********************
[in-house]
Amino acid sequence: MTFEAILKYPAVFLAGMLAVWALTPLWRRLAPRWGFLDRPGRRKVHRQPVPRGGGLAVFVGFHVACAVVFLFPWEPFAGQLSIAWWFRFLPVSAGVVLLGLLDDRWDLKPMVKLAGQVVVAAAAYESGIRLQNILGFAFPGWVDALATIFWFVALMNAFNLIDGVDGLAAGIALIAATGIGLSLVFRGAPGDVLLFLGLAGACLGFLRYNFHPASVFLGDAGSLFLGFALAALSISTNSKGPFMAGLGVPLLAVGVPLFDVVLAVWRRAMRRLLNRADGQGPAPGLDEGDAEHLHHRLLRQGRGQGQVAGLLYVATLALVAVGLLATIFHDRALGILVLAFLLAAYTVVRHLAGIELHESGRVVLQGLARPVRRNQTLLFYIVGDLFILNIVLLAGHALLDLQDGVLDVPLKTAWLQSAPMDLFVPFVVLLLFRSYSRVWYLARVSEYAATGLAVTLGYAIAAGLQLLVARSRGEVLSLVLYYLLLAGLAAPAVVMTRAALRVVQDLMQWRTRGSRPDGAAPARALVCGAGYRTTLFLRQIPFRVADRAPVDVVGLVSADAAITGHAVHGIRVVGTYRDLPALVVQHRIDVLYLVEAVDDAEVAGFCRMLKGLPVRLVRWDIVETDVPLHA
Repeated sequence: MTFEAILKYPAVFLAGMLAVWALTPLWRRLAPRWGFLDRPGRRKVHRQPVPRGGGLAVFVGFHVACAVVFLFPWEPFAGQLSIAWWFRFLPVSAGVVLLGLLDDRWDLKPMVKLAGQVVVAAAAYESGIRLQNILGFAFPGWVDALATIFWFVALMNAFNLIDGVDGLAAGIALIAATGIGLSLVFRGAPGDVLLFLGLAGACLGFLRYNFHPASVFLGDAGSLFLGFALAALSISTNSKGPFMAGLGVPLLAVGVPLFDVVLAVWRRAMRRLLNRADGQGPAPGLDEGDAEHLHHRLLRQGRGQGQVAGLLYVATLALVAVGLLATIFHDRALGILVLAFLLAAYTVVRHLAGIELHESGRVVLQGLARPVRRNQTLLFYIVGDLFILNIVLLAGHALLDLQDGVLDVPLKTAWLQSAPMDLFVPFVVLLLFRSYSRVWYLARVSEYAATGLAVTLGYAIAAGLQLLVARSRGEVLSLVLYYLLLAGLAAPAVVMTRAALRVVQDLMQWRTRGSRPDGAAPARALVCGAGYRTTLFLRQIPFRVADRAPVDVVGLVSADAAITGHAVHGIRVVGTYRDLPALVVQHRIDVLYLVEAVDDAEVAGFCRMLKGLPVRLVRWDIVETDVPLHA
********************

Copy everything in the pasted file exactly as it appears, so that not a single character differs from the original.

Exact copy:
[in-house]
Amino acid sequence: MTFEAILKYPAVFLAGMLAVWALTPLWRRLAPRWGFLDRPGRRKVHRQPVPRGGGLAVFVGFHVACAVVFLFPWEPFAGQLSIAWWFRFLPVSAGVVLLGLLDDRWDLKPMVKLAGQVVVAAAAYESGIRLQNILGFAFPGWVDALATIFWFVALMNAFNLIDGVDGLAAGIALIAATGIGLSLVFRGAPGDVLLFLGLAGACLGFLRYNFHPASVFLGDAGSLFLGFALAALSISTNSKGPFMAGLGVPLLAVGVPLFDVVLAVWRRAMRRLLNRADGQGPAPGLDEGDAEHLHHRLLRQGRGQGQVAGLLYVATLALVAVGLLATIFHDRALGILVLAFLLAAYTVVRHLAGIELHESGRVVLQGLARPVRRNQTLLFYIVGDLFILNIVLLAGHALLDLQDGVLDVPLKTAWLQSAPMDLFVPFVVLLLFRSYSRVWYLARVSEYAATGLAVTLGYAIAAGLQLLVARSRGEVLSLVLYYLLLAGLAAPAVVMTRAALRVVQDLMQWRTRGSRPDGAAPARALVCGAGYRTTLFLRQIPFRVADRAPVDVVGLVSADAAITGHAVHGIRVVGTYRDLPALVVQHRIDVLYLVEAVDDAEVAGFCRMLKGLPVRLVRWDIVETDVPLHA
Repeated sequence: MTFEAILKYPAVFLAGMLAVWALTPLWRRLAPRWGFLDRPGRRKVHRQPVPRGGGLAVFVGFHVACAVVFLFPWEPFAGQLSIAWWFRFLPVSAGVVLLGLLDDRWDLKPMVKLAGQVVVAAAAYESGIRLQNILGFAFPGWVDALATIFWFVALMNAFNLIDGVDGLAAGIALIAATGIGLSLVFRGAPGDVLLFLGLAGACLGFLRYNFHPASVFLGDAGSLFLGFALAALSISTNSKGPFMAGLGVPLLAVGVPLFDVVLAVWRRAMRRLLNRADGQGPAPGLDEGDAEHLHHRLLRQGRGQGQVAGLLYVATLALVAVGLLATIFHDRALGILVLAFLLAAYTVVRHLAGIELHESGRVVLQGLARPVRRNQTLLFYIVGDLFILNIVLLAGHALLDLQDGVLDVPLKTAWLQSAPMDLFVPFVVLLLFRSYSRVWYLARVSEYAATGLAVTLGYAIAAGLQLLVARSRGEVLSLVLYYLLLAGLAAPAVVMTRAALRVVQDLMQWRTRGSRPDGAAPARALVCGAGYRTTLFLRQIPFRVADRAPVDVVGLVSADAAITGHAVHGIRVVGTYRDLPALVVQHRIDVLYLVEAVDDAEVAGFCRMLKGLPVRLVRWDIVETDVPLHA